Saturday, March 26, 2011

Lateran Makeover

I hadn't decided ahead of time where to go first, once I was free to go wherever I wanted in Rome, but somehow on that first morning I didn't hesitate about getting into a taxi and asking the driver to take me to the Basilica of St. John Lateran, the cathedral of Rome and "mother church of the world" as the Latin inscription above declares it to be. Its venerability and significance as the former crowning-place of the Popes made it sort of interesting, but what I really cared about was the architectural melodrama created by Francesco Borromini's massive renovations of the 1640s.

Essentially Borromini replaced the soaring side walls and aisles -- creating rhythm and movement with his arches and windows and niches – while leaving the stiff flat gilded 16th century ceiling in place.

Most wonderful to me are the twelve sculpture niches he conceived, causing them to pivot diagonally away from the flat planes around them and all but leap into the nave.

Borromini reused ancient Roman columns in green marble to support the niches and a dark gray marble for their curved bases and pediments, "so that they stand out in strong contrast to the white of the piers and pilasters," as our dear departed friend Anthony Blunt once wrote.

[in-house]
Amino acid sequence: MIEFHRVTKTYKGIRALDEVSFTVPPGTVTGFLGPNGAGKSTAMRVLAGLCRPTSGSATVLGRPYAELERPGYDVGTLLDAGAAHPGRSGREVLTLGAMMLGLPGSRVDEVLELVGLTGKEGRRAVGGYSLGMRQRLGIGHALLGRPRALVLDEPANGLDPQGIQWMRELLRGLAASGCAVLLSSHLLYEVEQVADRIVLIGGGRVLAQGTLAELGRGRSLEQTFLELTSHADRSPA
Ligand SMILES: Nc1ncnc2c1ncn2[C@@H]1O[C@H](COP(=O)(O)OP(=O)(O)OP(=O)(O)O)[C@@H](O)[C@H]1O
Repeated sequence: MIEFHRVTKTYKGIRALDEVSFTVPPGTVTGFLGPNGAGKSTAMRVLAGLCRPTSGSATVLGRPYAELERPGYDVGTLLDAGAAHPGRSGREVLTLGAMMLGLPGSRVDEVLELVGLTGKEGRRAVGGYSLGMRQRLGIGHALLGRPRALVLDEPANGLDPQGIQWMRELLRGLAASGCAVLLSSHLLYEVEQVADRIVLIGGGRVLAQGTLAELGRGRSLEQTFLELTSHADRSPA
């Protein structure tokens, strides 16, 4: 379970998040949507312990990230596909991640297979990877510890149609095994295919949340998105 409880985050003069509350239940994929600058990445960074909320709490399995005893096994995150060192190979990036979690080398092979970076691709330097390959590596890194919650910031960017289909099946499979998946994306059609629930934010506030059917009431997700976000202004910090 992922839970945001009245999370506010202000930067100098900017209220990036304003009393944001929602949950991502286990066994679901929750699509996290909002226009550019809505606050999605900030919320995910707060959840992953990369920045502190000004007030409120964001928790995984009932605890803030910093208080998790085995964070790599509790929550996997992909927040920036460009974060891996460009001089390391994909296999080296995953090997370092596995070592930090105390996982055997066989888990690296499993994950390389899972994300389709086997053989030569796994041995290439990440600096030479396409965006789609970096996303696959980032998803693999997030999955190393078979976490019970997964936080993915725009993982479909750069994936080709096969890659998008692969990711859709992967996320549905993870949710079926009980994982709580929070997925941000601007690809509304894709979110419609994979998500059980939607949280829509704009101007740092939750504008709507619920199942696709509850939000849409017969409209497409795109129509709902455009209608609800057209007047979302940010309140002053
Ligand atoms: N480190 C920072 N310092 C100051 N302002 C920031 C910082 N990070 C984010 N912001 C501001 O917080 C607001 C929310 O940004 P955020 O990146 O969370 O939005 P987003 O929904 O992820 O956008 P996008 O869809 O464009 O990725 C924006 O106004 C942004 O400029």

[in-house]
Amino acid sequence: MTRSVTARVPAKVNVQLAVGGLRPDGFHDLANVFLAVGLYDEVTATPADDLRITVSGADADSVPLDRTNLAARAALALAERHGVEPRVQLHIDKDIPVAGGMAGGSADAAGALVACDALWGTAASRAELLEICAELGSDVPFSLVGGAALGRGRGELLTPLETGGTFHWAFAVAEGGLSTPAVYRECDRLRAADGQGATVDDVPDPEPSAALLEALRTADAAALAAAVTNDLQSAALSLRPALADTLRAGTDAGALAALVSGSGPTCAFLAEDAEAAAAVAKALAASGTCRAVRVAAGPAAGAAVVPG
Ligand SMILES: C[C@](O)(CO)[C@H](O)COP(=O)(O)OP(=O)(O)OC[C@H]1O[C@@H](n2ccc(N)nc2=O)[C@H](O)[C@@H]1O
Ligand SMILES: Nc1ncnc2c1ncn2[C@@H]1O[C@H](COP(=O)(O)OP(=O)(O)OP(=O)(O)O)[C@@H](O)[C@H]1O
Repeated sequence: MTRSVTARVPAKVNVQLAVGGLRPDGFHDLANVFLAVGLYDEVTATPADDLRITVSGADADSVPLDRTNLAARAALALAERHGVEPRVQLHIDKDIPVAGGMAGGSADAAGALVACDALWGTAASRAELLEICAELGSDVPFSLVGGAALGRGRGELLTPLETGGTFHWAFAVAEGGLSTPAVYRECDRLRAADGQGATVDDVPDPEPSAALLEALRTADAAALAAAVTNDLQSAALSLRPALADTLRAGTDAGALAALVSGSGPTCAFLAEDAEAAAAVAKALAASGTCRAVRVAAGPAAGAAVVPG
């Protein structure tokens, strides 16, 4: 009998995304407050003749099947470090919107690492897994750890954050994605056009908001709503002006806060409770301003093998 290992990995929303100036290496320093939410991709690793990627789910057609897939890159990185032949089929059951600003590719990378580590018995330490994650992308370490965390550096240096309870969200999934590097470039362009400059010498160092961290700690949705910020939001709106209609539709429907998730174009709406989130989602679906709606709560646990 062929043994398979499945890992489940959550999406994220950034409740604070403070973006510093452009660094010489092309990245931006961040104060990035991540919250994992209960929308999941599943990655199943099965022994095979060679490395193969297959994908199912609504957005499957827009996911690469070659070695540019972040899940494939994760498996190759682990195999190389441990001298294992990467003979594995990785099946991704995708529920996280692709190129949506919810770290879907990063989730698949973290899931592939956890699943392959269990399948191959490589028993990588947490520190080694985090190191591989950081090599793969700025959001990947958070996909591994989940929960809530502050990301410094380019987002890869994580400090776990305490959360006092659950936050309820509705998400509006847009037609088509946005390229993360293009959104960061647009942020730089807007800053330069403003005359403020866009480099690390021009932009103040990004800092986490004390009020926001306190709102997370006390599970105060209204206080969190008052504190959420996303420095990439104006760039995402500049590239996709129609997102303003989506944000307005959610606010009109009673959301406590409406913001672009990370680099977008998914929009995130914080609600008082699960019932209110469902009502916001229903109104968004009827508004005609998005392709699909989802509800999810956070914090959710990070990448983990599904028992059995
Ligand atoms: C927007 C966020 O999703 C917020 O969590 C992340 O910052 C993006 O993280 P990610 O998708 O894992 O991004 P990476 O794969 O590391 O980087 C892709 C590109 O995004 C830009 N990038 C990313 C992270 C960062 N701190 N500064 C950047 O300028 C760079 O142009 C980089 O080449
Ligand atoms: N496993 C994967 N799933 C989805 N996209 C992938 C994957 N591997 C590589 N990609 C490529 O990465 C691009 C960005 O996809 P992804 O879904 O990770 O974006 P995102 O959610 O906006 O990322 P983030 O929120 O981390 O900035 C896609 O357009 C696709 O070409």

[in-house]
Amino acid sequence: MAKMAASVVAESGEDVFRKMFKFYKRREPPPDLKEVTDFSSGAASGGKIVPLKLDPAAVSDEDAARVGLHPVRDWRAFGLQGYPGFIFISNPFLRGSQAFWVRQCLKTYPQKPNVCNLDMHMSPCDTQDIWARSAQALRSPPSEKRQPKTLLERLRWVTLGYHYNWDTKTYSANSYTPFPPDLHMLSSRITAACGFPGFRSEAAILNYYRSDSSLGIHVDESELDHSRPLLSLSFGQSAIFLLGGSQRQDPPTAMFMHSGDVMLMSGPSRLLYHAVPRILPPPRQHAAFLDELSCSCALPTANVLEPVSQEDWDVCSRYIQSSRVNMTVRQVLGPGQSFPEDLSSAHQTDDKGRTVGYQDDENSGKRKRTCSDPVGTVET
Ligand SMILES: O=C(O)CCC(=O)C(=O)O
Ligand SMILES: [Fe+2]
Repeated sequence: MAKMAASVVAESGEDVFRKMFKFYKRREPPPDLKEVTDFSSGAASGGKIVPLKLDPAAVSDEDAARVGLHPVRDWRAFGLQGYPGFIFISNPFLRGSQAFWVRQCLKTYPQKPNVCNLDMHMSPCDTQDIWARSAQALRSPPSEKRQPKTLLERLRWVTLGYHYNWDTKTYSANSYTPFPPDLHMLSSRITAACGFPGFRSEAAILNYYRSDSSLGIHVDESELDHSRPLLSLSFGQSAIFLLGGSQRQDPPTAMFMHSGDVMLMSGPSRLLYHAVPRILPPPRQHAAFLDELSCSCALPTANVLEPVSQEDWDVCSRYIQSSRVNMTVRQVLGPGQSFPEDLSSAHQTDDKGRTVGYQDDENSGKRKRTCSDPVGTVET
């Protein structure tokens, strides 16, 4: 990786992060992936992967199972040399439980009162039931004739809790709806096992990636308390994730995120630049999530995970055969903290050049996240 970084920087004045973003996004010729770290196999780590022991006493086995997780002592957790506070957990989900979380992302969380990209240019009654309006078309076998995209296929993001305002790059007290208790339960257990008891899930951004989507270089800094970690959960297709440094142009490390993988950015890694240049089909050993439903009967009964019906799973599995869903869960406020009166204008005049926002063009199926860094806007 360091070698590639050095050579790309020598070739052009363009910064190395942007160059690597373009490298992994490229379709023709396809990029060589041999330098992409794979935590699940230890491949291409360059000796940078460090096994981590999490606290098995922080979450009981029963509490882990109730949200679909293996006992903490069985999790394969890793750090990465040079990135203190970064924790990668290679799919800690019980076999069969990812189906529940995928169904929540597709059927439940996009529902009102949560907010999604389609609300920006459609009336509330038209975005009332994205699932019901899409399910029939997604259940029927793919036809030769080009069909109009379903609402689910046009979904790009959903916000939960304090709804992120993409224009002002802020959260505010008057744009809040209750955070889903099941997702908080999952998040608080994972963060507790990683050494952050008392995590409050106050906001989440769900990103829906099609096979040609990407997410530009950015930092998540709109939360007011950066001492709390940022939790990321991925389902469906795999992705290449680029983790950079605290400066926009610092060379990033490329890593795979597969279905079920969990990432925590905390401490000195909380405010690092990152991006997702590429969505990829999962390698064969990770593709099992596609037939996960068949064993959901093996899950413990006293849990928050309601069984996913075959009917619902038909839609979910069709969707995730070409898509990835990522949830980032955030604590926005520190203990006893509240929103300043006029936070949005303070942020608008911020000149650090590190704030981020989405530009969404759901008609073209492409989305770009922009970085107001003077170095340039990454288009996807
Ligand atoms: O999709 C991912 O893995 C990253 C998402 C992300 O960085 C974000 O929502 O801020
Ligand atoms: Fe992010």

The statues of the twelve Apostles could not be completed and installed before Borromini's death, so he never saw how perfectly they succeeded. Together they are a wonderful example of the strength of the Baroque as a style – executed by a whole team of sculptors and none of them claiming to be great individual masterpieces, yet each of them completely convincing in the urgency of its emotion. And the effect of the whole far greater than the sum of the parts.

Since the Lateran church is the mother of all (Catholic) churches, it is proper that the Lateran obelisk is the biggest one in all the world and the oldest of any in Rome. It is also more picturesquely situated than the more frequently photographed (and slightly smaller) obelisk in front of St. Peter's.

Does the early March weather look as if it was perfect? Every time I emerged from inside I saw this same fact outside. The weather was perfect.